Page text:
[Iss. 7] || Life Lessons Learned while Traveling with the Team


BY JACOB SCHLOTE
Staff Writer
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Google Images

Do you ever wonder what it’s like to go on trips with college teams?  To get on a charter bus with everyone and sit for long periods before arriving at a hotel with little leisure time to spare?  Sports trips are generally lots of fun from my experience, but they have some disadvantages. Some people think athletes mess around, goof off and miss class. However, everything isn’t always what it seems.  While trips can be fun for athletes, the fact that we have to miss class sometimes hinders us if we are not prepared.  For instance, as a hockey player, I have considerable experience missing classes for hockey games away from Lebanon. Other students may have different experiences of their team traveling and have different opinions about missing classes.

Andrew Falls, a junior at McKendree, plays hockey for McKendree.  When I asked him about what he felt about traveling, he said: “I really like traveling with the team. I like the camaraderie within the group and spending time with some great people.”  He didn’t like missing class because students can’t always get that time back with the teacher in class.  “It’s hard to miss school, and focus on playing the game at the same time.”  If Falls has stuff to do, he always works on homework during study hours.  He also dislikes going on team bus rides.  “I have a harder time on the longer trips, I’m 6’5, so it can get cramped on the longer bus rides.”

Andrew Sparks is a graduate assistant for the McKendree Athletic Training program and is going through McKendree master’s program as well.  Sparks talks about traveling with the men’s volleyball team last year. When asked about traveling, he responded, “I like traveling to see new places, seeing new arenas.”  Andrew noted that he enjoyed traveling to Division I schools the most because the athletic training facilities were spectacular.  However, he didn’t like time being taken away from his weekends as well as having to do homework on the bus and hauling his computer gear everywhere. “I liked staying in hotels, but I did not like sharing a room.”  Andrew developed time-management skills and learned how to communicate effectively with the other teams’ athletic training department.  By traveling with the team, he developed key attributes that will help him in his future work place.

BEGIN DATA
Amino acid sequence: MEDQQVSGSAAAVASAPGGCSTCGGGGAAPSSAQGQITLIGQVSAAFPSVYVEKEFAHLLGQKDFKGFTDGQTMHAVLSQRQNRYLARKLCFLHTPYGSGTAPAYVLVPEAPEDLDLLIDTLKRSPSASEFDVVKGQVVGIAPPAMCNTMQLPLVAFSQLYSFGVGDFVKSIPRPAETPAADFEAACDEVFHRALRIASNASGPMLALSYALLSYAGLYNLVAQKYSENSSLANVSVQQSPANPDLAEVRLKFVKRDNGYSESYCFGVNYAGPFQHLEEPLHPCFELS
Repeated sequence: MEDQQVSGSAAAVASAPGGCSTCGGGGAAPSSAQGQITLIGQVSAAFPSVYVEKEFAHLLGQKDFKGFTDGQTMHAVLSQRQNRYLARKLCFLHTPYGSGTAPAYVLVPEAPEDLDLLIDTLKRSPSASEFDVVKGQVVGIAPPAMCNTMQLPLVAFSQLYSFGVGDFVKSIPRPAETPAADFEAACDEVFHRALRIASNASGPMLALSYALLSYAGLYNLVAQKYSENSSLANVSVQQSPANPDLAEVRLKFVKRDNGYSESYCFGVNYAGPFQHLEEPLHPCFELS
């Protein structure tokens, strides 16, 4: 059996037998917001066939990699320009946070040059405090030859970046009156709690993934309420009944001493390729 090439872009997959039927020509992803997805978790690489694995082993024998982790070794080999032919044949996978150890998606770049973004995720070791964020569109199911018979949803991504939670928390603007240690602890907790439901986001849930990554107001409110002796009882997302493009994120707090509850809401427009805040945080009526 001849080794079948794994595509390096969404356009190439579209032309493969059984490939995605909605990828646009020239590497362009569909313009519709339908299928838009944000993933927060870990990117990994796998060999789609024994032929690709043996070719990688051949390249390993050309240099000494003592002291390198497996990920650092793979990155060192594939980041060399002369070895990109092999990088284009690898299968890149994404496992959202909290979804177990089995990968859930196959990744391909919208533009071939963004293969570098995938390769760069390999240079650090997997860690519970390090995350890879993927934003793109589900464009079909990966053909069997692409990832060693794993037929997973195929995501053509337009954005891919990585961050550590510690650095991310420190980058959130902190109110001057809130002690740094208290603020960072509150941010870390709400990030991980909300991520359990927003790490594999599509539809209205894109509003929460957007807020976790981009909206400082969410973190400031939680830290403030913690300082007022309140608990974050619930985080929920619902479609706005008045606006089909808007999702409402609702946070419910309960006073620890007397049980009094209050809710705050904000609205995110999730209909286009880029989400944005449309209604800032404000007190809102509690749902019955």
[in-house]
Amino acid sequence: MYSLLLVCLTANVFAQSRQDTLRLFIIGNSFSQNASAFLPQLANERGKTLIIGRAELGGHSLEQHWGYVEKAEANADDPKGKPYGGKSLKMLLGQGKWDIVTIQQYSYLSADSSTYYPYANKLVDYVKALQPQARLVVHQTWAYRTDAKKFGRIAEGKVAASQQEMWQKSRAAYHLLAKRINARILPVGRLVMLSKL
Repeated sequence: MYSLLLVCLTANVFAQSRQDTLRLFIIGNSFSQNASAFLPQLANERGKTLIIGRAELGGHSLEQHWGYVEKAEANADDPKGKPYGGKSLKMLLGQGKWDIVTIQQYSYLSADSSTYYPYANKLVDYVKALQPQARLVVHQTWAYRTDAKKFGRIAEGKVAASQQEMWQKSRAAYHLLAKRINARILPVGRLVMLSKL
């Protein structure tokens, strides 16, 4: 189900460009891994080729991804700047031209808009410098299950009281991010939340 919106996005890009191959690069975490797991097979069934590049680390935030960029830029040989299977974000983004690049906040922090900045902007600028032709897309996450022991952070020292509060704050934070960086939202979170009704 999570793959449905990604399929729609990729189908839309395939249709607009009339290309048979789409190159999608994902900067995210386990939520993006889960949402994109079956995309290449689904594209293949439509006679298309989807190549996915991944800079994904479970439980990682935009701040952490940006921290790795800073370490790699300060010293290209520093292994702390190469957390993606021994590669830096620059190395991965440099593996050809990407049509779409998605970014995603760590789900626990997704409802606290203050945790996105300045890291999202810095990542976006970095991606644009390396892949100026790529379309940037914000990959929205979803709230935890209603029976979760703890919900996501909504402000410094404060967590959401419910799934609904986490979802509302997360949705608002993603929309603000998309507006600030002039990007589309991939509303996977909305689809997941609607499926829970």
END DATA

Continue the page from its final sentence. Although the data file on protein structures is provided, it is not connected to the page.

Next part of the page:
A McKendree senior on the wrestling team, Jon Vogt, gave a little insight on what happens on wrestling trips. Vogt enjoyed watching movies on the bus rides and being able to unwind and relax.  Vogt did not like the length of the rides because they were sometimes uncomfortable and his teammates would occasionally get on his nerves from being with them for long periods of time.  “The heavyweights on the team eat in front of you on purpose because they know you have to try and cut weight and that really makes me mad.” According to Vogt, his team liked sitting around on the bus and talking. Vogt said it can be hard missing school but since he is a good student, studies and does his homework, he is able to handle it.  “We leave on Friday and our meet is early Saturday morning, so we usually get back that day or early Sunday morning.”

Hannah Hellyer, a graduate assistant at McKendree University, helps in coaching the women’s golf team and plays the sport herself. She attended Gardner Webb in Pennsylvania for her undergraduate degree while playing golf and is currently working hard to get into the Western Pennsylvania Golf Association (WPGA).  Her time as a golf teammate was an eye-opener because she had learned much about dealing with people by approaching situations of conflict.  When I asked if she liked playing for the team and traveling, she said, “I liked it but I also disliked it at the same time.” She noted that she had a love/hate relationship with golf.  It wasn’t because she didn’t love the sport, but the people around her were hard to deal with.  She hated sitting in the van for long periods of time with people whom she felt didn’t work as hard as she did.  She traveled with five other women and had to stay with these women during every trip. “Driving and having to be with these girls all the time is an experience I will never forget.”

 

Photo credits to Jacob Schlote